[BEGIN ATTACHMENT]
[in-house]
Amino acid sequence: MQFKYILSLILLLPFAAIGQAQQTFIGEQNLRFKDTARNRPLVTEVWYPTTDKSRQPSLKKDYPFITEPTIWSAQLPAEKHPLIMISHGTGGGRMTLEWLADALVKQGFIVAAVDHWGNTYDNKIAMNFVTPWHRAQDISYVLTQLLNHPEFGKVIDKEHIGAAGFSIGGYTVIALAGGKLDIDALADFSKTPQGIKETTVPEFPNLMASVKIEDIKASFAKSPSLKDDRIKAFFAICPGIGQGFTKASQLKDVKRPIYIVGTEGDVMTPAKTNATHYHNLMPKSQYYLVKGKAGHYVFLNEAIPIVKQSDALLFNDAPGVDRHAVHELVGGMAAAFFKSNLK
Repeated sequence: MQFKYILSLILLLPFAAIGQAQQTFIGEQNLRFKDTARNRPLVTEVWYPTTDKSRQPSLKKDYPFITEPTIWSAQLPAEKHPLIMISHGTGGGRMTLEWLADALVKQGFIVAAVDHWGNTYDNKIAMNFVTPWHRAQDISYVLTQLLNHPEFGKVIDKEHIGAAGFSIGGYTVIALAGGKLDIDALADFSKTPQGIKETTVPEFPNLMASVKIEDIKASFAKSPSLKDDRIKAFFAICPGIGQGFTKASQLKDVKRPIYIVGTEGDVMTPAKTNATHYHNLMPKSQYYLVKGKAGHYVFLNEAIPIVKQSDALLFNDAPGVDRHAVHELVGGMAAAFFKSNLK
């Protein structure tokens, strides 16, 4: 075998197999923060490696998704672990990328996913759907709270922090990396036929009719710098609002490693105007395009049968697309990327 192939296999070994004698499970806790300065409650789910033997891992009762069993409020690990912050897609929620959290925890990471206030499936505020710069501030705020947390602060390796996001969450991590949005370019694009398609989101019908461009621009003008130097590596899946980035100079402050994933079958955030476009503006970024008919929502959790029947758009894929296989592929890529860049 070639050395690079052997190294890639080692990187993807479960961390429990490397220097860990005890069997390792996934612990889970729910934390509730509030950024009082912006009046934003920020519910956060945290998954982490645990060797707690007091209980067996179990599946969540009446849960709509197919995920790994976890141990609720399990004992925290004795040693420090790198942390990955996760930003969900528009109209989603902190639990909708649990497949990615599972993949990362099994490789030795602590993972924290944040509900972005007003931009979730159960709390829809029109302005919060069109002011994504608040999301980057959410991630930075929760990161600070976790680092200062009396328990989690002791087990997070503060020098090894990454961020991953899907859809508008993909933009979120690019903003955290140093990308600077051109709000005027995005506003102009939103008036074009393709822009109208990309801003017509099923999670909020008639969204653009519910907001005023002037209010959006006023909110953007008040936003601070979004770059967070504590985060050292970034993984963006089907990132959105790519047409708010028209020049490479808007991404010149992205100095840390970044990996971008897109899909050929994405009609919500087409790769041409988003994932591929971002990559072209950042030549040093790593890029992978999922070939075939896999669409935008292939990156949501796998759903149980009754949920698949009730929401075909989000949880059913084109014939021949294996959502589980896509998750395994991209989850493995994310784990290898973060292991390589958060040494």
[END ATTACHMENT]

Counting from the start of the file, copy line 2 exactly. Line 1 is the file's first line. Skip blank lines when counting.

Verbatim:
Amino acid sequence: MQFKYILSLILLLPFAAIGQAQQTFIGEQNLRFKDTARNRPLVTEVWYPTTDKSRQPSLKKDYPFITEPTIWSAQLPAEKHPLIMISHGTGGGRMTLEWLADALVKQGFIVAAVDHWGNTYDNKIAMNFVTPWHRAQDISYVLTQLLNHPEFGKVIDKEHIGAAGFSIGGYTVIALAGGKLDIDALADFSKTPQGIKETTVPEFPNLMASVKIEDIKASFAKSPSLKDDRIKAFFAICPGIGQGFTKASQLKDVKRPIYIVGTEGDVMTPAKTNATHYHNLMPKSQYYLVKGKAGHYVFLNEAIPIVKQSDALLFNDAPGVDRHAVHELVGGMAAAFFKSNLK